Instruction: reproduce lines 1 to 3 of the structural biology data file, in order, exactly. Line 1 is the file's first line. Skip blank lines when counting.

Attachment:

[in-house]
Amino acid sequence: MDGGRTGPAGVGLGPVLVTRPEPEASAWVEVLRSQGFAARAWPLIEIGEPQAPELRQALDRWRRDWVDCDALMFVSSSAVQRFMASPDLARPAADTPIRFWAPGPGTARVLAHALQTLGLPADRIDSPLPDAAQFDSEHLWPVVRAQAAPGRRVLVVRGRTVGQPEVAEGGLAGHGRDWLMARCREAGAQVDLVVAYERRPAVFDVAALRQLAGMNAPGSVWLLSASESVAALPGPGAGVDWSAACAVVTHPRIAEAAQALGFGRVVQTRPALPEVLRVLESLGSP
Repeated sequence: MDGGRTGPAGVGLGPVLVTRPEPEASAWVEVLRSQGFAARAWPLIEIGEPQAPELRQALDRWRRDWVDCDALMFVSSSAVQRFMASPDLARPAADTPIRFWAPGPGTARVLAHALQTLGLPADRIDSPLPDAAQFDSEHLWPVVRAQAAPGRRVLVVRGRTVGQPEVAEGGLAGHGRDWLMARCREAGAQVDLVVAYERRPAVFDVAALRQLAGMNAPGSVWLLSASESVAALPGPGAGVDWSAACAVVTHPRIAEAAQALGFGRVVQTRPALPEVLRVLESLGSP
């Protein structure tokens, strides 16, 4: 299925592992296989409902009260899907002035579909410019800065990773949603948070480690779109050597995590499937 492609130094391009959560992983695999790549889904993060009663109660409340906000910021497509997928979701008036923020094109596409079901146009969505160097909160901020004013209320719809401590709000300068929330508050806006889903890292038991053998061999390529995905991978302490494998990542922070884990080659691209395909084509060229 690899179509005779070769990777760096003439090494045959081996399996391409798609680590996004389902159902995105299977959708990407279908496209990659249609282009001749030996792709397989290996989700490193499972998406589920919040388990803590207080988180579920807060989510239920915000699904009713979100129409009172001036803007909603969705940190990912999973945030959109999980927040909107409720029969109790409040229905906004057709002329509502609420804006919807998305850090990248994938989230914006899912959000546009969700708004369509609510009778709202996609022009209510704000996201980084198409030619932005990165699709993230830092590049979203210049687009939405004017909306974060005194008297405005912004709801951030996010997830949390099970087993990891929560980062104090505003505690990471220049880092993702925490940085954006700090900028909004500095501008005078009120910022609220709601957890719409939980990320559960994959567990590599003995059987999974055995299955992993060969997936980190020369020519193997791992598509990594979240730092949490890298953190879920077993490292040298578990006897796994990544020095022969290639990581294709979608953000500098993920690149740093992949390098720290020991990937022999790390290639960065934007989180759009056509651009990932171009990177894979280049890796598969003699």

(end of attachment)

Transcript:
[in-house]
Amino acid sequence: MDGGRTGPAGVGLGPVLVTRPEPEASAWVEVLRSQGFAARAWPLIEIGEPQAPELRQALDRWRRDWVDCDALMFVSSSAVQRFMASPDLARPAADTPIRFWAPGPGTARVLAHALQTLGLPADRIDSPLPDAAQFDSEHLWPVVRAQAAPGRRVLVVRGRTVGQPEVAEGGLAGHGRDWLMARCREAGAQVDLVVAYERRPAVFDVAALRQLAGMNAPGSVWLLSASESVAALPGPGAGVDWSAACAVVTHPRIAEAAQALGFGRVVQTRPALPEVLRVLESLGSP
Repeated sequence: MDGGRTGPAGVGLGPVLVTRPEPEASAWVEVLRSQGFAARAWPLIEIGEPQAPELRQALDRWRRDWVDCDALMFVSSSAVQRFMASPDLARPAADTPIRFWAPGPGTARVLAHALQTLGLPADRIDSPLPDAAQFDSEHLWPVVRAQAAPGRRVLVVRGRTVGQPEVAEGGLAGHGRDWLMARCREAGAQVDLVVAYERRPAVFDVAALRQLAGMNAPGSVWLLSASESVAALPGPGAGVDWSAACAVVTHPRIAEAAQALGFGRVVQTRPALPEVLRVLESLGSP